As expected, there was a run on quarterbacks in the 2013 NFL draft.
It just happened in Round 4 instead of Round 1.
In that unique round on Day 3, Landry Jones was selected by the Pittsburgh Steelers after Matt Barkley went to the Philadelphia Eagles, Ryan Nassib went to the New York Giants and Tyler Wilson went to the Oakland Raiders.
Like the rest of the fourth-round quarterbacks, Jones isn't projected to be the favorite for the starting job. But, will he ultimately be groomed to be the heir apparent to Ben Roethlisberger?
Free agent Charlie Batch thinks it's a distinct possibility. He said the following to the Pittsburgh Post-Gazette: "Ultimately, I think this isn't about replacing me. Big picture, maybe they're thinking, 'Can we develop Landry Jones to be the starter? Maybe two years from now, he could be our guy for the next 10 years."
Jones possesses the skills to eventually overtake Bruce Gradkowski's backup role, but I can't envision him being the Pittsburgh Steelers' next franchise quarterback after Big Ben retires.
Roethlisberger's Age and Toughness
Due to his early success, it seems like Roethlisberger has been around forever, doesn't it?
In reality, he's only 31 years old, and despite the frustrating injuries he's suffered throughout his career, there's no doubting he's one of the toughest quarterbacks in the game today—a true, gritty throwback.
Roethlisberger's last 16-game regular season was 2008, but he has never missed more than four games in one year since joining the Steelers in 2004.
Essentially, Big Ben is as close to a lock as possible to get injured every fall, but when he even nears 100 percent, Pittsburgh's coaching staff has shown it's eager to put him back on the field.
Also, he's signed through the 2015 season, and when he's healthy, he's done nothing that suggests he can't be an elite-level quarterback and lead the Steelers deep into the playoffs.
In what many would consider a down year in 2012, Big Ben completed more than 63 percent of his passes with 26 touchdown tosses and only eight interceptions.
Even if—and it's a huge if—Jones sets the world on fire in relief of an injured Roethlisberger over the next few seasons, he'll be a more likely candidate to be traded for a high pick than be handed the reins of the Steelers offense.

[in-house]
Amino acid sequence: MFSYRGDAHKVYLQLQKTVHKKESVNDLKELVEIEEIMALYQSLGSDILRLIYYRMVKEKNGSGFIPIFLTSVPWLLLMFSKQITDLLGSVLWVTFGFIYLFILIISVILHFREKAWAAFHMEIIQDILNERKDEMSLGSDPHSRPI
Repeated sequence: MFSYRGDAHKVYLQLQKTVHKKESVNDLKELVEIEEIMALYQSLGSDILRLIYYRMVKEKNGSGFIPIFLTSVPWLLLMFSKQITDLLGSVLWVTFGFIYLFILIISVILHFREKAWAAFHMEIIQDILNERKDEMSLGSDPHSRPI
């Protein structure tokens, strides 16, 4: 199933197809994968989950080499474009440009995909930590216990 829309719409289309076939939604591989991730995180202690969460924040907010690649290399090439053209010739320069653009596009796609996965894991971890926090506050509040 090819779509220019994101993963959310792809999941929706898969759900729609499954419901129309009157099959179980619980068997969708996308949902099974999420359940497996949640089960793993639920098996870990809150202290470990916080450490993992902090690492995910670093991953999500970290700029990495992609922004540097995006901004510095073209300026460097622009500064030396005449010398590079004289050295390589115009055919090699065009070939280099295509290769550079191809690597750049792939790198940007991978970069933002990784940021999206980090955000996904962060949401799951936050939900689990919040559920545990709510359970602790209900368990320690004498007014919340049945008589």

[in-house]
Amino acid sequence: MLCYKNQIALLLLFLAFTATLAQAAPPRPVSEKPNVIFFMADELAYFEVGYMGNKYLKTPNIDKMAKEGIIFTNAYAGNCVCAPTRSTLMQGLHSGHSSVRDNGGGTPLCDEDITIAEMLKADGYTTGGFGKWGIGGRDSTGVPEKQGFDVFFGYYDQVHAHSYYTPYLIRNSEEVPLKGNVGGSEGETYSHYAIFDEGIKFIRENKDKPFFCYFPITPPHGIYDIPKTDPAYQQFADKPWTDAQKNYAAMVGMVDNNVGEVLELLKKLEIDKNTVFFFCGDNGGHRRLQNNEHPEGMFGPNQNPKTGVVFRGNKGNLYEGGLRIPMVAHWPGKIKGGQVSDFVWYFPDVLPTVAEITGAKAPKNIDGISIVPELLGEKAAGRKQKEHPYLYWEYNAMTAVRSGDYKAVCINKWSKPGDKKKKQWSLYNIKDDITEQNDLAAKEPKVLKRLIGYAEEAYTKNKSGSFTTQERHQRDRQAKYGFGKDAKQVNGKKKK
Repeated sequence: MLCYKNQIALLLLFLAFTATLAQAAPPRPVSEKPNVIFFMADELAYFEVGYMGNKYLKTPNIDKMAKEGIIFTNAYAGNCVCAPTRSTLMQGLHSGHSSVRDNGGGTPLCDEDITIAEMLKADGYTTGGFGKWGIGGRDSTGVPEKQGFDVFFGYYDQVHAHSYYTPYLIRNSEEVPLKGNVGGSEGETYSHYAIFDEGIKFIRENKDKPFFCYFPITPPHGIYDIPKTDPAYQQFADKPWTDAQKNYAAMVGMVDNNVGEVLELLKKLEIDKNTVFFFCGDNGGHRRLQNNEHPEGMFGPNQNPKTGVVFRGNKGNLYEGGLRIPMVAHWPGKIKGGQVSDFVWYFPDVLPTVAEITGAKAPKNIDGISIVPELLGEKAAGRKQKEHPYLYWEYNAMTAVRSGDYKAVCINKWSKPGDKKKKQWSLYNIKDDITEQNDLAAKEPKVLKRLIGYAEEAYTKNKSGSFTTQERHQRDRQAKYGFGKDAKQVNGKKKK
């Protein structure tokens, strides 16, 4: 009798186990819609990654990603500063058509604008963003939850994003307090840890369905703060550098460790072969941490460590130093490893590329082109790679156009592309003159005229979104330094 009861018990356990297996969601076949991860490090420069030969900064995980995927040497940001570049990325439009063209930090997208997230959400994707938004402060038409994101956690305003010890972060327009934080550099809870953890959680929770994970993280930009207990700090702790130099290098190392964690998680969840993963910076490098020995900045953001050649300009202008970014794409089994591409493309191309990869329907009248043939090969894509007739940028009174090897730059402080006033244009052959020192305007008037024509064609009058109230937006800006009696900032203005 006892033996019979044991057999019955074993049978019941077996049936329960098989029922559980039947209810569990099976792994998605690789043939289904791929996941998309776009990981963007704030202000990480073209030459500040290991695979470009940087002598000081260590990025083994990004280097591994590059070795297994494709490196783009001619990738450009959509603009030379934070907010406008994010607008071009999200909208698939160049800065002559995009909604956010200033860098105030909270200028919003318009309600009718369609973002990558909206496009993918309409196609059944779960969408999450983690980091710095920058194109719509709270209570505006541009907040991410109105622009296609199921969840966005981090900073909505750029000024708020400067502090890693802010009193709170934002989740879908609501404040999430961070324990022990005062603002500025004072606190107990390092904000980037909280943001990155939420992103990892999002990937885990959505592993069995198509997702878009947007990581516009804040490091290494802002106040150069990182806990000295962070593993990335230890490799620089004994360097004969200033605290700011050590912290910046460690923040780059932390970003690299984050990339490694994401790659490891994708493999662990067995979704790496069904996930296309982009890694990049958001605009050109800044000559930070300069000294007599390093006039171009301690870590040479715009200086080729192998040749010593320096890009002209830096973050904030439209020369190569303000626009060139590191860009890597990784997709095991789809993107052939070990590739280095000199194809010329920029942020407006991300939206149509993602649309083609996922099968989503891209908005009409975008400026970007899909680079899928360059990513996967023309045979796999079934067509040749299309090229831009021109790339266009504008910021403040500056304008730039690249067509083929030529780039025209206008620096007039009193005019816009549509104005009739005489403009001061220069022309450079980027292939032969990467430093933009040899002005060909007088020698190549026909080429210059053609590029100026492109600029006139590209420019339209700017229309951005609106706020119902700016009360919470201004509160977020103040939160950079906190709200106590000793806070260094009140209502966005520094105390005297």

Although, Pittsburgh could find itself in quite the conundrum if Big Ben suffers another injury and Jones plays well as his substitute.
Roethlisberger is set to represent more than a $17 million cap hit in 2014 and 2015.
A healthy Big Ben is worth that money. An injured, 33-year-old Big Ben is not.
Jones' Draft Stock and Overall Ability
There was a time when Jones was considered one of the top quarterback prospects at the collegiate ranks. His Oklahoma offenses were amassing ridiculous yardage and point totals, winning Big 12 titles, and he had vast starting experience after the Sam Bradford days.
Then, some of Jones' most prolific receivers got injured, and the vaunted Sooners defense wasn't so vaunted anymore.
A disappointing end to the 2011 season and a shellacking at the hands of Johnny Manziel and the Texas A&M Aggies in the 2013 Cotton Bowl didn't exactly bolster Jones' draft stock.
After that, he struggled mightily at the Senior Bowl.
Don't struggle mightily at the Senior Bowl.
Just like that, Jones was the favorite quarterback prospect to hate.
In reality, this former Oklahoma signal-caller is a rhythm passer who flourished in a shotgun-heavy, quick-passing spread offense, the type of attack that's becoming more prevalent across the entire NFL landscape.
Last year, he completed 66 percent of his passes—at a somewhat respectable 7.7 yards per attempt—and threw 30 touchdowns to only 11 interceptions.
While Jones deserved some of the criticism directed his way due to his occasionally wild inaccuracy and inability to win the truly huge games in his last two seasons in Norman, the panning he took from scouts and draftniks alike was, in all likelihood, slightly overblown.
In a new-age, pass-happy offense with superb skill-position talent around him, Jones can be an efficient game manager, although his development may take longer than what has become the norm for young quarterbacks today.
In Pittsburgh, though, he'll have that time to learn from Roethlisberger.
Jones' outlook as a professional obviously depends on his play and how well he acclimates himself to the faster, more complex and more unforgiving NFL, a far cry from the Big 12 conference.
But the health of Roethlisberger may ultimately be just as important of a factor, especially with big contract numbers ahead on a deal that ends in 2015.
Lastly, the Steelers will likely be reluctant to cut ties with Big Ben before they're 100 percent sure he can't play at a high level anymore, as the fan base reaction in football-rabid Pittsburgh would potentially be nothing short of vicious if they did release him
In the end, Landry Jones won't be the heir apparent to Ben Roethlisberger, but he's far less of a long-shot than many think.